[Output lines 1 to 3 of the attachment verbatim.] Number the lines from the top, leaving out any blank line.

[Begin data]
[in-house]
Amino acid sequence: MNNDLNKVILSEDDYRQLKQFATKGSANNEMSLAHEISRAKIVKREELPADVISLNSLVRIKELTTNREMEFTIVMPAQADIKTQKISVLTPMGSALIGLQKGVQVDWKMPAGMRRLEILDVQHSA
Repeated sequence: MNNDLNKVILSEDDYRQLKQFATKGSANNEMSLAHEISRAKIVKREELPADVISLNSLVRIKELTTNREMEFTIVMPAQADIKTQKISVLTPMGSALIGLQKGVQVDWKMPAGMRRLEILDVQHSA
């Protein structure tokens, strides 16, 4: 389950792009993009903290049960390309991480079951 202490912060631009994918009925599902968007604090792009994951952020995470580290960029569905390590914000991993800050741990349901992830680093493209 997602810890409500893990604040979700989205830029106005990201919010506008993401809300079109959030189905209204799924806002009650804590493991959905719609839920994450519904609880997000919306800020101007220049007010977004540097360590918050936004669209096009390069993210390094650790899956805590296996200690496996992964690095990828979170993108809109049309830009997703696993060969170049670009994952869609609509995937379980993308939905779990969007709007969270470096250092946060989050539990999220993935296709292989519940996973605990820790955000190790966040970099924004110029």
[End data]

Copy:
[in-house]
Amino acid sequence: MNNDLNKVILSEDDYRQLKQFATKGSANNEMSLAHEISRAKIVKREELPADVISLNSLVRIKELTTNREMEFTIVMPAQADIKTQKISVLTPMGSALIGLQKGVQVDWKMPAGMRRLEILDVQHSA
Repeated sequence: MNNDLNKVILSEDDYRQLKQFATKGSANNEMSLAHEISRAKIVKREELPADVISLNSLVRIKELTTNREMEFTIVMPAQADIKTQKISVLTPMGSALIGLQKGVQVDWKMPAGMRRLEILDVQHSA